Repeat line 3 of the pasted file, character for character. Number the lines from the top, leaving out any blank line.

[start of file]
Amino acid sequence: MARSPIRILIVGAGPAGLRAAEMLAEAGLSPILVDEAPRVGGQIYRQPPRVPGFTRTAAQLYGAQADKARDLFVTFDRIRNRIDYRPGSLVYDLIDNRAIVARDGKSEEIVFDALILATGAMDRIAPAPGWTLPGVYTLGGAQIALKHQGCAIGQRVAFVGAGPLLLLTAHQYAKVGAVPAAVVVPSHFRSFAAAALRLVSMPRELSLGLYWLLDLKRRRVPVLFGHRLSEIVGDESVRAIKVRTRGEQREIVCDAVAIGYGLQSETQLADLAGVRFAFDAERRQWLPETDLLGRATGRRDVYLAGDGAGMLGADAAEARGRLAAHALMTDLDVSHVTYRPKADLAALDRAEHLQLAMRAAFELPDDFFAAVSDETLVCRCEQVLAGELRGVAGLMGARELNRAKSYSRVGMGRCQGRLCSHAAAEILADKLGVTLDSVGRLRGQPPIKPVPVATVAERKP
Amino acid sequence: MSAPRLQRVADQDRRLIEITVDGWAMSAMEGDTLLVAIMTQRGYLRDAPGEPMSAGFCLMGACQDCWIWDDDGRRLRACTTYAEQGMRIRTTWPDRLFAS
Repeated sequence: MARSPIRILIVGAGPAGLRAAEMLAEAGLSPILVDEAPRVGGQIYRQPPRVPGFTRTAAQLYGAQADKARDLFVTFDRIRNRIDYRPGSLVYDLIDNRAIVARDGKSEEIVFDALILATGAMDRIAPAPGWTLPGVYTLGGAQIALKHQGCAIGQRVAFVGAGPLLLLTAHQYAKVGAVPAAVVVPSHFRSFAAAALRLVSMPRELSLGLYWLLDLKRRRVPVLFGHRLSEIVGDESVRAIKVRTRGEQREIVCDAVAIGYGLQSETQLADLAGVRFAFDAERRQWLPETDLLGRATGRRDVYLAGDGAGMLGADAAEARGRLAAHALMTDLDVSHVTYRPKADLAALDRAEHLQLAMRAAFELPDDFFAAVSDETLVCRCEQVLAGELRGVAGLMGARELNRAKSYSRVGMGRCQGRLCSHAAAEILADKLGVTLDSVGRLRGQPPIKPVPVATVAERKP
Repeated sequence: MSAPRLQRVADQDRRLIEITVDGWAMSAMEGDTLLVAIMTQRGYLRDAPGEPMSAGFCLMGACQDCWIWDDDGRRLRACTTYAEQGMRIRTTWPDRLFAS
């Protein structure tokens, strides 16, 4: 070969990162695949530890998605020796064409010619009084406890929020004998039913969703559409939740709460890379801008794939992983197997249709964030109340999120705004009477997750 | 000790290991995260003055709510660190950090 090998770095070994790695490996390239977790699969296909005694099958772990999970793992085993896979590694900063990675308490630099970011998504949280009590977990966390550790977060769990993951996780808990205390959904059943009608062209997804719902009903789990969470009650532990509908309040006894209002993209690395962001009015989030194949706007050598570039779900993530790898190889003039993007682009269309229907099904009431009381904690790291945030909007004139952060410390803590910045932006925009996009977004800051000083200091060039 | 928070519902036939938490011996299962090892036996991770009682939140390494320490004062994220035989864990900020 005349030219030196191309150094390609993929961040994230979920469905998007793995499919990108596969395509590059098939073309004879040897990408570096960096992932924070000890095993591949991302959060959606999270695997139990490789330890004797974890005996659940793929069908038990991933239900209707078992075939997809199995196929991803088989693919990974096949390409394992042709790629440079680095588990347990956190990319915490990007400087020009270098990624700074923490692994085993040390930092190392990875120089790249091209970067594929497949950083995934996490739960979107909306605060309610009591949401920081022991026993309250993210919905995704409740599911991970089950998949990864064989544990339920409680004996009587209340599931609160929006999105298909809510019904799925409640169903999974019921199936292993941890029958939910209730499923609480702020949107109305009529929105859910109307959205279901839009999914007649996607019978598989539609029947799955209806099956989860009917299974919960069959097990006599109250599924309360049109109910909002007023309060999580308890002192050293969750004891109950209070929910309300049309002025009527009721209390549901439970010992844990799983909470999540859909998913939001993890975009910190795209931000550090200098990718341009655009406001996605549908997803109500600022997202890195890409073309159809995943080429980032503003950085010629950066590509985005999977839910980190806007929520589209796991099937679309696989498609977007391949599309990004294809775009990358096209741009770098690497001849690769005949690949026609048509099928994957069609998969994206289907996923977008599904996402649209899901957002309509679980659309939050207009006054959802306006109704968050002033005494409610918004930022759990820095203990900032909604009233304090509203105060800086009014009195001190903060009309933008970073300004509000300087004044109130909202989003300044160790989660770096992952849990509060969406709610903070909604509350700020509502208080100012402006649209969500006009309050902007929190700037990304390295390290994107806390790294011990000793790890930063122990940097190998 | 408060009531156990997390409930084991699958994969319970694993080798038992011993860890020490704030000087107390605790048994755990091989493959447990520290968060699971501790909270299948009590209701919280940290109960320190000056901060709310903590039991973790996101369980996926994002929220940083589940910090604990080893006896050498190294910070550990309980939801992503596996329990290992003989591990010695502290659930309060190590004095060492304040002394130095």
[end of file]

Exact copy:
Repeated sequence: MARSPIRILIVGAGPAGLRAAEMLAEAGLSPILVDEAPRVGGQIYRQPPRVPGFTRTAAQLYGAQADKARDLFVTFDRIRNRIDYRPGSLVYDLIDNRAIVARDGKSEEIVFDALILATGAMDRIAPAPGWTLPGVYTLGGAQIALKHQGCAIGQRVAFVGAGPLLLLTAHQYAKVGAVPAAVVVPSHFRSFAAAALRLVSMPRELSLGLYWLLDLKRRRVPVLFGHRLSEIVGDESVRAIKVRTRGEQREIVCDAVAIGYGLQSETQLADLAGVRFAFDAERRQWLPETDLLGRATGRRDVYLAGDGAGMLGADAAEARGRLAAHALMTDLDVSHVTYRPKADLAALDRAEHLQLAMRAAFELPDDFFAAVSDETLVCRCEQVLAGELRGVAGLMGARELNRAKSYSRVGMGRCQGRLCSHAAAEILADKLGVTLDSVGRLRGQPPIKPVPVATVAERKP